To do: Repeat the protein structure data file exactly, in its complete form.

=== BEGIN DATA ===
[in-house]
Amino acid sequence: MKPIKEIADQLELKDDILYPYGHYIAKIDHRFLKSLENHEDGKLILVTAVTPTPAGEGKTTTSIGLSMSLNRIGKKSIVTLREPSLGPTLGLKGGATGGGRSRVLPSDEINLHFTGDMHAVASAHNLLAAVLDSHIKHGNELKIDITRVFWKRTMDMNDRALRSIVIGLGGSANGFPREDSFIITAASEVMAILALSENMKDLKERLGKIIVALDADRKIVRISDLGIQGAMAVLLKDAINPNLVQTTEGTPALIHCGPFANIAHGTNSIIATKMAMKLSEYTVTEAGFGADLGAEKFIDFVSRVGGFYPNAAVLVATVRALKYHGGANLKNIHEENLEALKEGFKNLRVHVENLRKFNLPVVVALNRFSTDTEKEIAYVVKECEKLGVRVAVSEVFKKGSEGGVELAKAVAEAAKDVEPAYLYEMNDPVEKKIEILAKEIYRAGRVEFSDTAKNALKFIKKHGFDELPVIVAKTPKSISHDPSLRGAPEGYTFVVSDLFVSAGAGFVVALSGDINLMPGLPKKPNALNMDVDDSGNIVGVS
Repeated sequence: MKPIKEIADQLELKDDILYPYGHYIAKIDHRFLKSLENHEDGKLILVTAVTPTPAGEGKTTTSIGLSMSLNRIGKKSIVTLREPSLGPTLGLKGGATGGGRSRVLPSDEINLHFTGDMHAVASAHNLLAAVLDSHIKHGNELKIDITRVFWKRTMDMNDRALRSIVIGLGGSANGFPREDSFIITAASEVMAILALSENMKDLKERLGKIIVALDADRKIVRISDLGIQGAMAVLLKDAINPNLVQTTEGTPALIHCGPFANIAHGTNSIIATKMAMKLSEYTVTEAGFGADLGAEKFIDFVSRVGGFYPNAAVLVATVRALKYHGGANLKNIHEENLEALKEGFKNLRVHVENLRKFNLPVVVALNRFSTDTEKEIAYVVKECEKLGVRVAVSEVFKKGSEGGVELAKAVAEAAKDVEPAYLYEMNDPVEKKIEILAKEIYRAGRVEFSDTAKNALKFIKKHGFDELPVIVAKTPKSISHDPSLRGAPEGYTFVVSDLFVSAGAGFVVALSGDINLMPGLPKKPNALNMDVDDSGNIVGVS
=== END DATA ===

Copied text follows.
[in-house]
Amino acid sequence: MKPIKEIADQLELKDDILYPYGHYIAKIDHRFLKSLENHEDGKLILVTAVTPTPAGEGKTTTSIGLSMSLNRIGKKSIVTLREPSLGPTLGLKGGATGGGRSRVLPSDEINLHFTGDMHAVASAHNLLAAVLDSHIKHGNELKIDITRVFWKRTMDMNDRALRSIVIGLGGSANGFPREDSFIITAASEVMAILALSENMKDLKERLGKIIVALDADRKIVRISDLGIQGAMAVLLKDAINPNLVQTTEGTPALIHCGPFANIAHGTNSIIATKMAMKLSEYTVTEAGFGADLGAEKFIDFVSRVGGFYPNAAVLVATVRALKYHGGANLKNIHEENLEALKEGFKNLRVHVENLRKFNLPVVVALNRFSTDTEKEIAYVVKECEKLGVRVAVSEVFKKGSEGGVELAKAVAEAAKDVEPAYLYEMNDPVEKKIEILAKEIYRAGRVEFSDTAKNALKFIKKHGFDELPVIVAKTPKSISHDPSLRGAPEGYTFVVSDLFVSAGAGFVVALSGDINLMPGLPKKPNALNMDVDDSGNIVGVS
Repeated sequence: MKPIKEIADQLELKDDILYPYGHYIAKIDHRFLKSLENHEDGKLILVTAVTPTPAGEGKTTTSIGLSMSLNRIGKKSIVTLREPSLGPTLGLKGGATGGGRSRVLPSDEINLHFTGDMHAVASAHNLLAAVLDSHIKHGNELKIDITRVFWKRTMDMNDRALRSIVIGLGGSANGFPREDSFIITAASEVMAILALSENMKDLKERLGKIIVALDADRKIVRISDLGIQGAMAVLLKDAINPNLVQTTEGTPALIHCGPFANIAHGTNSIIATKMAMKLSEYTVTEAGFGADLGAEKFIDFVSRVGGFYPNAAVLVATVRALKYHGGANLKNIHEENLEALKEGFKNLRVHVENLRKFNLPVVVALNRFSTDTEKEIAYVVKECEKLGVRVAVSEVFKKGSEGGVELAKAVAEAAKDVEPAYLYEMNDPVEKKIEILAKEIYRAGRVEFSDTAKNALKFIKKHGFDELPVIVAKTPKSISHDPSLRGAPEGYTFVVSDLFVSAGAGFVVALSGDINLMPGLPKKPNALNMDVDDSGNIVGVS